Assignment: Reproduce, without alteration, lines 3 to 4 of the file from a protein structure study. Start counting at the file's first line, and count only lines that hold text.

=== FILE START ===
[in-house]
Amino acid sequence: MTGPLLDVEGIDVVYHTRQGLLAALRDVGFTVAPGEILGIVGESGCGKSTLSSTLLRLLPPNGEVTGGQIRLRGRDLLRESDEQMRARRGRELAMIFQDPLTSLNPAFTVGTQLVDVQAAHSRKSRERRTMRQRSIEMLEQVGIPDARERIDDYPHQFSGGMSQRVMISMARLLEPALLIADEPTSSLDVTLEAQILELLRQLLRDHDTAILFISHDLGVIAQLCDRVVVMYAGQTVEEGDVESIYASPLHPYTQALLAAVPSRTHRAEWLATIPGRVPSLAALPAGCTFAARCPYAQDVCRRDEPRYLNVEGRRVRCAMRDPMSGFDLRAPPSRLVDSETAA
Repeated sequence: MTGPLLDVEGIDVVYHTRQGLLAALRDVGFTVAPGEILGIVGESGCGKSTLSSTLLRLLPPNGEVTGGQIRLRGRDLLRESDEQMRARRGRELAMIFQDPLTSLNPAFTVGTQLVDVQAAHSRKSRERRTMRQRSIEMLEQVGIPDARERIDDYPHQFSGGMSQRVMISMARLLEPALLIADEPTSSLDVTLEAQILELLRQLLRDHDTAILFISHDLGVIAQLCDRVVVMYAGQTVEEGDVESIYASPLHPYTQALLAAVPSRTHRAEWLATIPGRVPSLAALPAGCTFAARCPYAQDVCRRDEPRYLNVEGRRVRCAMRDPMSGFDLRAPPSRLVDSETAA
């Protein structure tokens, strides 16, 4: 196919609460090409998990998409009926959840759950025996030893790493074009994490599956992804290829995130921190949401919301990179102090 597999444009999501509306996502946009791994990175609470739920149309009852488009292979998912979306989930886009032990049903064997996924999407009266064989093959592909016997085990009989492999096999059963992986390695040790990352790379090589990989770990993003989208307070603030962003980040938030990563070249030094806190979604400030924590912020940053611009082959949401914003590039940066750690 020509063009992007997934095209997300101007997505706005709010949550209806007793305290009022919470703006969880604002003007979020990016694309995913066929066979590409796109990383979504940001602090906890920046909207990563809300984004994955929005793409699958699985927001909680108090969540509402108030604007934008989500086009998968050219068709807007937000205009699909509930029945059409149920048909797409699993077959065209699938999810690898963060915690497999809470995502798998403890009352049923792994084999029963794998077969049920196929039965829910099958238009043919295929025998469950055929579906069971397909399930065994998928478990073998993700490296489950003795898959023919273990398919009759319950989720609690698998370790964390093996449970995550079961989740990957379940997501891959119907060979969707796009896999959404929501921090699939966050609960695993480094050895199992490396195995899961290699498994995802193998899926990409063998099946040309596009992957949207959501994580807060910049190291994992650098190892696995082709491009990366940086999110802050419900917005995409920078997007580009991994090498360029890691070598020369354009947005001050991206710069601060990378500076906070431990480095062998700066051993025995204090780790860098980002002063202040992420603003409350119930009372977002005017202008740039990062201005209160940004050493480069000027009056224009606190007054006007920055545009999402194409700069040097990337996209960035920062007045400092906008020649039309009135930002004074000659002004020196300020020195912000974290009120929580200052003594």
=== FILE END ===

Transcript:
Repeated sequence: MTGPLLDVEGIDVVYHTRQGLLAALRDVGFTVAPGEILGIVGESGCGKSTLSSTLLRLLPPNGEVTGGQIRLRGRDLLRESDEQMRARRGRELAMIFQDPLTSLNPAFTVGTQLVDVQAAHSRKSRERRTMRQRSIEMLEQVGIPDARERIDDYPHQFSGGMSQRVMISMARLLEPALLIADEPTSSLDVTLEAQILELLRQLLRDHDTAILFISHDLGVIAQLCDRVVVMYAGQTVEEGDVESIYASPLHPYTQALLAAVPSRTHRAEWLATIPGRVPSLAALPAGCTFAARCPYAQDVCRRDEPRYLNVEGRRVRCAMRDPMSGFDLRAPPSRLVDSETAA
């Protein structure tokens, strides 16, 4: 196919609460090409998990998409009926959840759950025996030893790493074009994490599956992804290829995130921190949401919301990179102090 597999444009999501509306996502946009791994990175609470739920149309009852488009292979998912979306989930886009032990049903064997996924999407009266064989093959592909016997085990009989492999096999059963992986390695040790990352790379090589990989770990993003989208307070603030962003980040938030990563070249030094806190979604400030924590912020940053611009082959949401914003590039940066750690 020509063009992007997934095209997300101007997505706005709010949550209806007793305290009022919470703006969880604002003007979020990016694309995913066929066979590409796109990383979504940001602090906890920046909207990563809300984004994955929005793409699958699985927001909680108090969540509402108030604007934008989500086009998968050219068709807007937000205009699909509930029945059409149920048909797409699993077959065209699938999810690898963060915690497999809470995502798998403890009352049923792994084999029963794998077969049920196929039965829910099958238009043919295929025998469950055929579906069971397909399930065994998928478990073998993700490296489950003795898959023919273990398919009759319950989720609690698998370790964390093996449970995550079961989740990957379940997501891959119907060979969707796009896999959404929501921090699939966050609960695993480094050895199992490396195995899961290699498994995802193998899926990409063998099946040309596009992957949207959501994580807060910049190291994992650098190892696995082709491009990366940086999110802050419900917005995409920078997007580009991994090498360029890691070598020369354009947005001050991206710069601060990378500076906070431990480095062998700066051993025995204090780790860098980002002063202040992420603003409350119930009372977002005017202008740039990062201005209160940004050493480069000027009056224009606190007054006007920055545009999402194409700069040097990337996209960035920062007045400092906008020649039309009135930002004074000659002004020196300020020195912000974290009120929580200052003594």